Fetal Alchohol Syndrome

Exposure to alcohol during fetal development can cause fetal alcohol syndrome (FAS), which can have a range of effects, from slight variations in IQ to severe problems in psychological development. FAS can also cause growth retardation and birth defects of major organ systems.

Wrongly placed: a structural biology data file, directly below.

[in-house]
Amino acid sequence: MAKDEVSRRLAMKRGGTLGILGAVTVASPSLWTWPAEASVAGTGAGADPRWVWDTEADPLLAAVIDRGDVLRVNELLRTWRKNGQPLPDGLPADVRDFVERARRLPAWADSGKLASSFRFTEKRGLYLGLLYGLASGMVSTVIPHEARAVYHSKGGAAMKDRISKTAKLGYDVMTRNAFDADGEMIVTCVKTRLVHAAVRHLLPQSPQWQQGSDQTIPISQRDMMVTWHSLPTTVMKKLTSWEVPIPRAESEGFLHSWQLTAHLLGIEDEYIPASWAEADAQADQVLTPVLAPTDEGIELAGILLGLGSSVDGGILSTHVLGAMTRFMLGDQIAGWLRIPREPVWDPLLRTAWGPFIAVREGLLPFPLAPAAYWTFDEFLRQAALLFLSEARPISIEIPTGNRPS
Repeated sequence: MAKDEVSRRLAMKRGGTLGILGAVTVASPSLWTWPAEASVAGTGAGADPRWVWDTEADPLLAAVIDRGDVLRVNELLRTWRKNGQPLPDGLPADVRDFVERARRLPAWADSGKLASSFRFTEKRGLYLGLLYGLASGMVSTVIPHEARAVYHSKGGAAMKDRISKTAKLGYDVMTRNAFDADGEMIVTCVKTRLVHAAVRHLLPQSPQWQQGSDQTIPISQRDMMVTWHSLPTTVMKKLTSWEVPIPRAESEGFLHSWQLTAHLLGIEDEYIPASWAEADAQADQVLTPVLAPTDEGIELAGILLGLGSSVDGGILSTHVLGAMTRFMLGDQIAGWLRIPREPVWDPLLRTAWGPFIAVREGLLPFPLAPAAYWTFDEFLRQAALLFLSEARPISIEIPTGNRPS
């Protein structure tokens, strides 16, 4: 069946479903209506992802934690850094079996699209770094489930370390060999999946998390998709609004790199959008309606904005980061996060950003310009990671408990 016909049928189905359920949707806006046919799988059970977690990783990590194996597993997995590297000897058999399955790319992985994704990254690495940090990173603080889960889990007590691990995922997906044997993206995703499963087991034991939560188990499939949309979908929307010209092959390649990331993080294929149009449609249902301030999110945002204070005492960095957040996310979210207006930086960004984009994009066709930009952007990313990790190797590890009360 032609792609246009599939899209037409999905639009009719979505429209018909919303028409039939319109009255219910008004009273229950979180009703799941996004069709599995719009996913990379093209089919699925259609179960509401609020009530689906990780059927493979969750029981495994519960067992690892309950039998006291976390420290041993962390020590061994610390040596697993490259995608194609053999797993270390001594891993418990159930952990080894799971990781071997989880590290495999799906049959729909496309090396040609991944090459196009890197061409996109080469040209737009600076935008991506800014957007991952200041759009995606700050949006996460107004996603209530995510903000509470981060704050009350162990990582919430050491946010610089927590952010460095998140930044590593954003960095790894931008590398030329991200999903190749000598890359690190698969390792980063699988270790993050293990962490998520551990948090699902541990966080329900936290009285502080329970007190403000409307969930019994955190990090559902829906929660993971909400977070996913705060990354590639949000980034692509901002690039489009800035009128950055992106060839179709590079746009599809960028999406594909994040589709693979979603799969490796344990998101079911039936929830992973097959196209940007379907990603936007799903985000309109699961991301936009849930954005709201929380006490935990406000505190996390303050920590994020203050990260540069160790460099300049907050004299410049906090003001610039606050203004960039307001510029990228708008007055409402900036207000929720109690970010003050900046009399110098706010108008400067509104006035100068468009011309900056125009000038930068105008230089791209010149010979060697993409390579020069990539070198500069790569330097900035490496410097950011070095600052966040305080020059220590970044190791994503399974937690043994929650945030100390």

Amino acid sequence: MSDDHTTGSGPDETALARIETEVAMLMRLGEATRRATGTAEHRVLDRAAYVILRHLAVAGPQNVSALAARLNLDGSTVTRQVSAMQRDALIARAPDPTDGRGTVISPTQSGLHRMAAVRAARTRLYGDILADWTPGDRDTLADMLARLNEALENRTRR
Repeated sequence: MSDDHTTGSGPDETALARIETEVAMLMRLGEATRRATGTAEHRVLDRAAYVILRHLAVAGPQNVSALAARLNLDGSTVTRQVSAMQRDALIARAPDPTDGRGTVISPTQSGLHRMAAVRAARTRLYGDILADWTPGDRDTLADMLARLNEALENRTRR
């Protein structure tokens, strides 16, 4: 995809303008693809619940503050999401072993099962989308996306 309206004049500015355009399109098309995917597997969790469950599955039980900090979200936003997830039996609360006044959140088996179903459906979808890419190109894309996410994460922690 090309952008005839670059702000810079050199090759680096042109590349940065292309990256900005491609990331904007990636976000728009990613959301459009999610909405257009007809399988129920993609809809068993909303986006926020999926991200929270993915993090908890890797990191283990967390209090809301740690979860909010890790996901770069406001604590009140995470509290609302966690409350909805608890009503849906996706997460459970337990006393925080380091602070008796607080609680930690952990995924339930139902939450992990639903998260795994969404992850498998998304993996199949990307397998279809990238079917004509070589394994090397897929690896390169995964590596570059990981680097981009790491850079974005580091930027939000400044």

Fetal alcohol syndrome can include abnormalities in three different areas all at once - complications of the brain, growth retardation and facial deformations. Fetal alcohol syndrome and other alcohol-related complications can be prevented by avoiding the consumption of alcohol during pregnancy. From 1991 to 1995, the CDC recounted a fourfold increase in frequent (which is seven or more drinks per week) and binge (five or more drinks at once) drinking during pregnancy. While on the whole, alcohol usage amid expecting women has dropped since 1995, rates of frequent and binge drinking have yet to drop. The CDC calculates that over 130,000 pregnant women per year in the United States use alcohol at levels proven to augment the threat of conceiving a child with fetal alcohol syndrome or other alcohol-related complications. It has also been shown that a small percentage of women who are aware that they are pregnant admit to "risk drinking" (seven or more drinks per week, or five or more drinks at any one time). Recent CDC findings specify that 14 percent women of conceiving age (18 to 44 years of age) participate in "risk drinking." If a woman is unaware of her pregnancy, these alcohol levels can introduce a risk to the child. Birth defects connected with prenatal alcohol contact can arise in the first three to eight weeks of pregnancy, before a woman is aware she is pregnant. The overall occurrence of fetal alcohol syndrome is not recognized yet. Different studies show prevalence rates that vary from .3 to 2.2 cases per 1,000 births. This suggests that every year in the United States, between 1,200 and 8,800 babies suffer from fetal alcohol syndrome. Even more are born with alcohol-related neurodevelopmental disorder (ARND). Children with FAS often undergo lifelong costs as a result of "in utero alcohol exposure," such as mental retardation, learning complications and serious behavioral troubles. The Tenth Special Report to the U.S. Congress on Alcohol and Health projected that the annual healthcare costs linked with FAS to be $2.8 billion. << Return to Child Health Care >>